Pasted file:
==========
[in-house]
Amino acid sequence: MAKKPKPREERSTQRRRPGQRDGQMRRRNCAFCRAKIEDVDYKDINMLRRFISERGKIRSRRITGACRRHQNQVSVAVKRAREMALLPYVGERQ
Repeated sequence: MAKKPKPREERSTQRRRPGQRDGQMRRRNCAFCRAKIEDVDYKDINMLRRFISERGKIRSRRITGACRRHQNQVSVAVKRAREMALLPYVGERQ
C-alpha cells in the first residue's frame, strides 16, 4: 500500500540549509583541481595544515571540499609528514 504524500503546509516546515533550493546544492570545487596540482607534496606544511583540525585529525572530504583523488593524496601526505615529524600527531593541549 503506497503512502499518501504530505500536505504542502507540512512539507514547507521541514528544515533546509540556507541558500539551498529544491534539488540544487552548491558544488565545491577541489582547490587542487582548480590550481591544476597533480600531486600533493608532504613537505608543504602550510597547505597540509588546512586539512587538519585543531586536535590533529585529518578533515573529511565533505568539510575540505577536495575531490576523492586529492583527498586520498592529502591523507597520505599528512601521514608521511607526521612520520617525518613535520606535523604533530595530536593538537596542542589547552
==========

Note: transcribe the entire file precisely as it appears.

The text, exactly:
[in-house]
Amino acid sequence: MAKKPKPREERSTQRRRPGQRDGQMRRRNCAFCRAKIEDVDYKDINMLRRFISERGKIRSRRITGACRRHQNQVSVAVKRAREMALLPYVGERQ
Repeated sequence: MAKKPKPREERSTQRRRPGQRDGQMRRRNCAFCRAKIEDVDYKDINMLRRFISERGKIRSRRITGACRRHQNQVSVAVKRAREMALLPYVGERQ
C-alpha cells in the first residue's frame, strides 16, 4: 500500500540549509583541481595544515571540499609528514 504524500503546509516546515533550493546544492570545487596540482607534496606544511583540525585529525572530504583523488593524496601526505615529524600527531593541549 503506497503512502499518501504530505500536505504542502507540512512539507514547507521541514528544515533546509540556507541558500539551498529544491534539488540544487552548491558544488565545491577541489582547490587542487582548480590550481591544476597533480600531486600533493608532504613537505608543504602550510597547505597540509588546512586539512587538519585543531586536535590533529585529518578533515573529511565533505568539510575540505577536495575531490576523492586529492583527498586520498592529502591523507597520505599528512601521514608521511607526521612520520617525518613535520606535523604533530595530536593538537596542542589547552